A beautiful Indian Princess dances in the sun. The drums sound loudly in her ears. Closing her eyes she feels the rhythm of life. From afar he watches her, loves her, and hopes to one day catch her eye. The day is coming and she will be chosen to wed. To continue the traditions of her people. He loves her. He must show her.
They meet. One day under the cover of the clouds he picks for her a wildflower. She sees him for the first time and so it begins. He fights for the right to join her tribe. He passes the tests. He wins the battles. She shares with him her story of life and fear to be wed to a man she doesn’t love. He shows her through his tenacious perseverance of her love that he can save her and her people from the battle they are raging with nature. By loving him, all her people could be saved.
This is not the way of her people. Love or not, he is not of her kind and she has responsibilities. She is beautiful and sought after and jealousy becomes rampant. She pleads to her father to grant his blessing for her to love the man she chooses. She prays to her God to give her this one gift, allow her this one love. She will leave with him and give her place to another if he will only give her this chance. She will sacrifice all to be with him.
They run away, up to the place of the wildflowers, to their true beginning. They are followed and he is ambushed. She watches in sorrow as he is pushed from the top of the mountain. He becomes water and finds his home surrounded by the memories of their love. She cries out a sacrifice to her god that she will honor her prayer. Take her life that another may save her people. She feels her heart breaking and lays down upon the mountain. With the final rip of her heart she becomes stone. Facing heavenward a constant example to seek the promptings of the heart.
Her tribe overcomes the sadness of the loss and are indeed given the blessings of her sacrifice. Love and service given, blessings and protection received.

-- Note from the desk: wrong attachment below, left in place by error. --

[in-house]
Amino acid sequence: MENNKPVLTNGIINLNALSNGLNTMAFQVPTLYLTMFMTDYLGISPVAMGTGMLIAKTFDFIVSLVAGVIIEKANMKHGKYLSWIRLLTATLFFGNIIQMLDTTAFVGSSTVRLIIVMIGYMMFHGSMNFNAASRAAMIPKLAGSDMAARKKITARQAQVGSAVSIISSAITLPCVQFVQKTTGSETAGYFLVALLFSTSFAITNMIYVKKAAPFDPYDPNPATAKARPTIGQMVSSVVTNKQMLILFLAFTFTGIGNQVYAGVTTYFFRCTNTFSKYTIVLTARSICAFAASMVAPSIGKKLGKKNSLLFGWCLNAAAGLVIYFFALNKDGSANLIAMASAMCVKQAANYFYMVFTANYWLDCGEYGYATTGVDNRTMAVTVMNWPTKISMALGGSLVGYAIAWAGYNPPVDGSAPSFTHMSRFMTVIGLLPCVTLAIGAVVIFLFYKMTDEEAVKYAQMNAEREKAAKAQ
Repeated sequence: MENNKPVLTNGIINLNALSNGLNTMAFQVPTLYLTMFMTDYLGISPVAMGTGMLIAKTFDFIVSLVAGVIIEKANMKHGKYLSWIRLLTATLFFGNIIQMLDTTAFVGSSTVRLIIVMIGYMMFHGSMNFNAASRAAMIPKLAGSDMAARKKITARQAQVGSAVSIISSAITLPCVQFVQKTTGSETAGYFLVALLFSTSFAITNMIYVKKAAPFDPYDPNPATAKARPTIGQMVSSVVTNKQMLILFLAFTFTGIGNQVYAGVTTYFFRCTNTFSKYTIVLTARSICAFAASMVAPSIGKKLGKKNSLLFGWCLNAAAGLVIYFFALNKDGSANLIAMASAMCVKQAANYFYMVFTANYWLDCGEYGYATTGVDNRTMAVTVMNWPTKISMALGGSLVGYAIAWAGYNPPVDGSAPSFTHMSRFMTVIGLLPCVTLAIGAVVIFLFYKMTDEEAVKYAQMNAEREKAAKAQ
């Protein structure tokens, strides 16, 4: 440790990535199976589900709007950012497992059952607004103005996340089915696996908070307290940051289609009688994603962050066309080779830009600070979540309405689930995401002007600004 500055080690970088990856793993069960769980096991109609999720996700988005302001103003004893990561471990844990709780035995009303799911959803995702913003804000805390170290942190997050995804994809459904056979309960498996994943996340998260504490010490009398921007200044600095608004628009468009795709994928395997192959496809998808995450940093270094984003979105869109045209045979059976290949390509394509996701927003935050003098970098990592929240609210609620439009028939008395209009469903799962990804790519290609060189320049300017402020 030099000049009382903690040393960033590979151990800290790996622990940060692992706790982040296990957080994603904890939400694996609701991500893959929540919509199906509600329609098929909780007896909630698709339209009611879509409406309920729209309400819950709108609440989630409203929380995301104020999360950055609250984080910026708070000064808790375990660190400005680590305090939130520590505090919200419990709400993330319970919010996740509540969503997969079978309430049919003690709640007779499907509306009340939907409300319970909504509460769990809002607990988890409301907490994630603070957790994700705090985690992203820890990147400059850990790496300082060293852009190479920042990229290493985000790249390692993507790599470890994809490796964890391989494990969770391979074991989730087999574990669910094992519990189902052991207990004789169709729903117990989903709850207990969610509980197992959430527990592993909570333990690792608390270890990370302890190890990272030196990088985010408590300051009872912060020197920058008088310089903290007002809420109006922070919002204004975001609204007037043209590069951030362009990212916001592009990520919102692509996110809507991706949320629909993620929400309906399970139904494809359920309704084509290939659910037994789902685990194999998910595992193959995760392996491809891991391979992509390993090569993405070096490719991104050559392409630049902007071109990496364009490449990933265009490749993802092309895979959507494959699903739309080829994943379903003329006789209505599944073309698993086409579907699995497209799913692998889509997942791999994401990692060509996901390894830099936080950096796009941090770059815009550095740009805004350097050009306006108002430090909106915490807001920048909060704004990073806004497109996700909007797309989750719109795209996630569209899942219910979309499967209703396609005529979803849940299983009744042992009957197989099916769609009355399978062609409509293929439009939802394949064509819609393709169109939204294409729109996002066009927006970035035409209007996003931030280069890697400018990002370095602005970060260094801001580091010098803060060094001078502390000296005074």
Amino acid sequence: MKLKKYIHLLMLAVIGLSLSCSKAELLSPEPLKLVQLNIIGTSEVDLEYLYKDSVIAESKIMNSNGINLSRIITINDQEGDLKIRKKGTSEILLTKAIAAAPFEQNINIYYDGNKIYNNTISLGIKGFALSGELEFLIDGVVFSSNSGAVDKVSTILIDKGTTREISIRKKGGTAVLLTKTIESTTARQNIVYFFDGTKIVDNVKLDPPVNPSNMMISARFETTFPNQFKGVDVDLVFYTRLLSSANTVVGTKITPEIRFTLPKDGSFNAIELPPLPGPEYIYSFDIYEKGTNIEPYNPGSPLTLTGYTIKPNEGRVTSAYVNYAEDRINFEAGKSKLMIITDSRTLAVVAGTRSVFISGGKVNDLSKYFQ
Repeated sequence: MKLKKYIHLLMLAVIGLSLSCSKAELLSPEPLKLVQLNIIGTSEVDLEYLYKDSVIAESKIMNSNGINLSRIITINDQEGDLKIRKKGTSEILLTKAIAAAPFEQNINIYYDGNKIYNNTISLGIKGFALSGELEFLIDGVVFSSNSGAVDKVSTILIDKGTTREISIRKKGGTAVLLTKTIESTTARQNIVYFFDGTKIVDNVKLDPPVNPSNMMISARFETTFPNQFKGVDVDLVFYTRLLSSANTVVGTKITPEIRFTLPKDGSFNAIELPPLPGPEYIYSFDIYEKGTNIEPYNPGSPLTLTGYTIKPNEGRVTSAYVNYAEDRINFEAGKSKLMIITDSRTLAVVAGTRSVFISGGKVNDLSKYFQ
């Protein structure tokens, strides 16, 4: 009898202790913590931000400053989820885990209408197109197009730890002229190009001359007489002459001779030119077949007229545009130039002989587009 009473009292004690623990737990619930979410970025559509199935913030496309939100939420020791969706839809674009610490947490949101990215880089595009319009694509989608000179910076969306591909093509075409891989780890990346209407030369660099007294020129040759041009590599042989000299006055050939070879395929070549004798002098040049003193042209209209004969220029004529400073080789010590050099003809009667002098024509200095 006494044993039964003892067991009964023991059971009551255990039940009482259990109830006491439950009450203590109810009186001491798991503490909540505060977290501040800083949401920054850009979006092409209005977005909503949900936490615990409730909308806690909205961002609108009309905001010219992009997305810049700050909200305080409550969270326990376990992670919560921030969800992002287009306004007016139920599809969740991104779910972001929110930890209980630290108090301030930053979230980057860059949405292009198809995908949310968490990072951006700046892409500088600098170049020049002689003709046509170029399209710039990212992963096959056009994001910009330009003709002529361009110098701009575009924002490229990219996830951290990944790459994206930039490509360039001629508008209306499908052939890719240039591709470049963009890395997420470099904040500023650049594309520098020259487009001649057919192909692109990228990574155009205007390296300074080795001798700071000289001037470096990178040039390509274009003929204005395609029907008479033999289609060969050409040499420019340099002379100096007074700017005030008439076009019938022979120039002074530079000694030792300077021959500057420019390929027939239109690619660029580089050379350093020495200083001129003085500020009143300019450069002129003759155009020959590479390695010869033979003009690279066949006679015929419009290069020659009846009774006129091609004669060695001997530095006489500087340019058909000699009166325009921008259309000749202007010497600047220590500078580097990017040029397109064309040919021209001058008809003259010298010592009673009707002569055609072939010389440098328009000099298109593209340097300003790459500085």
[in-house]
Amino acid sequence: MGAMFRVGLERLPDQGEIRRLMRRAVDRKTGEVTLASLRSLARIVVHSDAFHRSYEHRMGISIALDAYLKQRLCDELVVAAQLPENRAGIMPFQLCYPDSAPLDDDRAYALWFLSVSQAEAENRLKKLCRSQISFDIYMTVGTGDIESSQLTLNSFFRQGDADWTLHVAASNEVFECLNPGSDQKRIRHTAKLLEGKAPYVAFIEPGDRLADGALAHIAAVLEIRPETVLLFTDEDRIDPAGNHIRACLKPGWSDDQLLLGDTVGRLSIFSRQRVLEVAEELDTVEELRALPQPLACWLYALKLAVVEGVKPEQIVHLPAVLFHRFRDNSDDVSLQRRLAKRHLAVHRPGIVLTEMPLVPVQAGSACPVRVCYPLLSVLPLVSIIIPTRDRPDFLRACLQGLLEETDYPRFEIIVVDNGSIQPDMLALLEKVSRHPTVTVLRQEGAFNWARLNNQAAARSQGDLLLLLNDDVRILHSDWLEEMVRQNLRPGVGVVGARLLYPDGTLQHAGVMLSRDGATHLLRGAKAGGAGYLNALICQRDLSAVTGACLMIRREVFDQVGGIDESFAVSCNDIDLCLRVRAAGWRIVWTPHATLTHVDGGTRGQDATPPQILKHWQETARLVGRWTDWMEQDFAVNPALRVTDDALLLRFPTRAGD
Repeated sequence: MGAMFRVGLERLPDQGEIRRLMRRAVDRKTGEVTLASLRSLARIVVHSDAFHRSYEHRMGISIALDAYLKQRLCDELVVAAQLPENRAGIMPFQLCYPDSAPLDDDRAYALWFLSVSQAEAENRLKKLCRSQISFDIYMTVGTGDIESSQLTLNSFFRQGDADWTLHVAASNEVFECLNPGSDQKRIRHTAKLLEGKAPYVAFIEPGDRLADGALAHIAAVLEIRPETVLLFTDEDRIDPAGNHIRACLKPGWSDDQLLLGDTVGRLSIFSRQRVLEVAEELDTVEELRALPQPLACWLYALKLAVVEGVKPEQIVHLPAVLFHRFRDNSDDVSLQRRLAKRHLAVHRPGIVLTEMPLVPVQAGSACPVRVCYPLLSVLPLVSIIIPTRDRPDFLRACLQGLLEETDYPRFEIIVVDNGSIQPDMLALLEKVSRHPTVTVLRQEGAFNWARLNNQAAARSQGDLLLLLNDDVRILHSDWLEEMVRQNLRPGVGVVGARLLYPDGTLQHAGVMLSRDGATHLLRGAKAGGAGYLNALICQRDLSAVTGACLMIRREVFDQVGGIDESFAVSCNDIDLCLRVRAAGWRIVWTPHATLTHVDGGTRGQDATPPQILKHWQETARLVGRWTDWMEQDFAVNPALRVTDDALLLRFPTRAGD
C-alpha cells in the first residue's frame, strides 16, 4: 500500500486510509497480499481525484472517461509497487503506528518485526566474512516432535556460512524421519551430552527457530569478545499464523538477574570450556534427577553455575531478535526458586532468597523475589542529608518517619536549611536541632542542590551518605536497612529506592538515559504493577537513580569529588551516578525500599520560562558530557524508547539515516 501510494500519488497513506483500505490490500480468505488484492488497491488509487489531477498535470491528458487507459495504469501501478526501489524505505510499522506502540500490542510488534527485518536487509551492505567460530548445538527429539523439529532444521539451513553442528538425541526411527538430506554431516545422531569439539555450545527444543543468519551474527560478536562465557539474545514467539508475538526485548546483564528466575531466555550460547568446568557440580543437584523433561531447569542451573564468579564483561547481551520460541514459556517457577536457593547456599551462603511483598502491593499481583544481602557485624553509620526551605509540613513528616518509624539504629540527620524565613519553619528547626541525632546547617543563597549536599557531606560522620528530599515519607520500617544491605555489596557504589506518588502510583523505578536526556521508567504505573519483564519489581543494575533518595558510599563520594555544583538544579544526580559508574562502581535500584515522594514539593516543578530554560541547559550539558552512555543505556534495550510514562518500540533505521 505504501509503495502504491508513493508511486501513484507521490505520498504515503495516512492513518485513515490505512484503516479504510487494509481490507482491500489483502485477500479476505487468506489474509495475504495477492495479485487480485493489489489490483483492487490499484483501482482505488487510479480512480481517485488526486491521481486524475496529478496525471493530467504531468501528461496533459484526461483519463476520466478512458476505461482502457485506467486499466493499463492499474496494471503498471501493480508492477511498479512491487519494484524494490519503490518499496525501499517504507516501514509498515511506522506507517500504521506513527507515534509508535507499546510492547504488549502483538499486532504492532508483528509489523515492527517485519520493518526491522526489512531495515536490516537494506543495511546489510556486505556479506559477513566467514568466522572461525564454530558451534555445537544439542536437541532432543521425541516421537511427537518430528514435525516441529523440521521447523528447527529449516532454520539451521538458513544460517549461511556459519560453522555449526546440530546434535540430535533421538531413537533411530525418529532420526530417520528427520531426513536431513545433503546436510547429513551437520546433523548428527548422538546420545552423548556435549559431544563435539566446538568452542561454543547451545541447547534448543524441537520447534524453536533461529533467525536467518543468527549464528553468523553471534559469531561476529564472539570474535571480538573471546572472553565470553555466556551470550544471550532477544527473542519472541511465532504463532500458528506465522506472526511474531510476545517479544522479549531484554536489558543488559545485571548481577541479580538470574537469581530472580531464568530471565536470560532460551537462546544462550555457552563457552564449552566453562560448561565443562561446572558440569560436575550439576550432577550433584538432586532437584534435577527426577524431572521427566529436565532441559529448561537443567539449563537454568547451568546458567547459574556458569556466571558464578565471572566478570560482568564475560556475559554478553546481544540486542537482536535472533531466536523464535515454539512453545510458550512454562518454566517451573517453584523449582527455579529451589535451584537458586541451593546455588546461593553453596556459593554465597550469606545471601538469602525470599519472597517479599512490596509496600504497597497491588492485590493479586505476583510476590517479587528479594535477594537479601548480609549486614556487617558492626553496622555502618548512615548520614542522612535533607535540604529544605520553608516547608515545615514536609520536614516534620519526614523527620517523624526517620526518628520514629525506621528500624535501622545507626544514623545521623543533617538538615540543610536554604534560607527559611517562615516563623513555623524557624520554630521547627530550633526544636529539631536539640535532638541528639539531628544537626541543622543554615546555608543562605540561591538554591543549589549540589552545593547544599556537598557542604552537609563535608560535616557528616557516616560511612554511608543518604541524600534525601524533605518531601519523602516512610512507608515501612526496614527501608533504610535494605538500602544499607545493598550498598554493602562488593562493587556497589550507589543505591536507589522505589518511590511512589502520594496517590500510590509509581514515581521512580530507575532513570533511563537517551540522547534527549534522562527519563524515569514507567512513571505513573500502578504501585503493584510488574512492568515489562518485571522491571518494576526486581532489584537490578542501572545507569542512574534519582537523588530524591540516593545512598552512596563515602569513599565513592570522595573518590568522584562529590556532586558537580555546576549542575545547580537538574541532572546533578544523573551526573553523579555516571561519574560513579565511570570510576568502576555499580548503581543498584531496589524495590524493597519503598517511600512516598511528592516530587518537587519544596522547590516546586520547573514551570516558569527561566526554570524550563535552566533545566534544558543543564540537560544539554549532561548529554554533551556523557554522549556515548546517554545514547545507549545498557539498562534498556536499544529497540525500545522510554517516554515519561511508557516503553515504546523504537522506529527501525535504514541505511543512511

The Indian Princess of Mount Timpanogos watch over me.
I set out at 3:30 in the morning with a group of friends with the hope to reach the summit in time for sunrise. 11,750 feet in the air, 4500 ft elevation gain and over 14 miles roundtrip was quite a journey. I had a great group to run with and I appreciate very much their patience with me. I play a few roles when in a group like this…usually I am the slowest. I provide this service for those who are getting tired and don’t want to admit it. Instead they can say, “I’m going to run with MeriAnn for a while so she doesn’t have to be alone.” I also am a clumsy…so I take away any chance that another person will ever be more embarrassed than I am. I fall. A lot. Four times on this adventure in fact. But, I get up and I keep going. This was such an adventure. A bucket list item for me. Yesterday I said, not sure when I want to do that again. Today, I think there’s a maybe. That’s how things work. It was just so beautiful and now I know just where to go.
Breakdown ahead..prepare for beauty.
We started running in the dark. The first 2 miles there are lots of boulders and roots. I found one right around mile 1.5. I tackled the rock and then slid in hoping to win. It hurt…not a good start. There is a lot of loose slick rock areas and a few streams to cross. At night..the sounds are magnified. The streams across the rocks. Amazing.
Around Mile 4, you hit some switchbacks with more, bigger rocks. I fell once here too.
Around Mile 5, you reach a beautiful meadow of wildflowers. Also the difference in elevation here was noticed.
Around Mile 6.5 begins the climb to the area called “the saddle”My Sidekick had asked me to please lay on The Indian Princess’s Belly..so I did. She wondered what it would feel like. It feel pretty incredible babe…pretty incredible!
Then it’s just over a half mile from there to the summit. This was the scariest part for me because of the slick rock and steep edges. Breathtaking doesn’t even describe it. I was scared. But I kept stepping and I am so glad I did. I was really worried going up about the coming down, but it actually was way better coming down and I am really happy that I made it to the top.
The white dots here and mountain goats. We also saw some deer and even ran into a momma moose and her two babies. We quickly ran the other way. On our way down we ran into this man. His name is Ben Woolsey. He has done this hike over 700 times. You can read his story here. He’s amazing and so nice! The meadows… Looking back at the beauty.
looking back at part of the climb. The trail is there somewhere. Maybe it’s a good thing it was dark when we first went up…The aftermath…only because I fell (four times) Stay on your feet and all will be okay! Or maybe just hike it. Or go during the daylight. Or maybe it’s just me…
My first summit of Timpanogos was quite the journey. It was beautiful and incredible and I am so glad that I took the time to meet the greatest legend from the place I call my home. Thank you princess for the journey.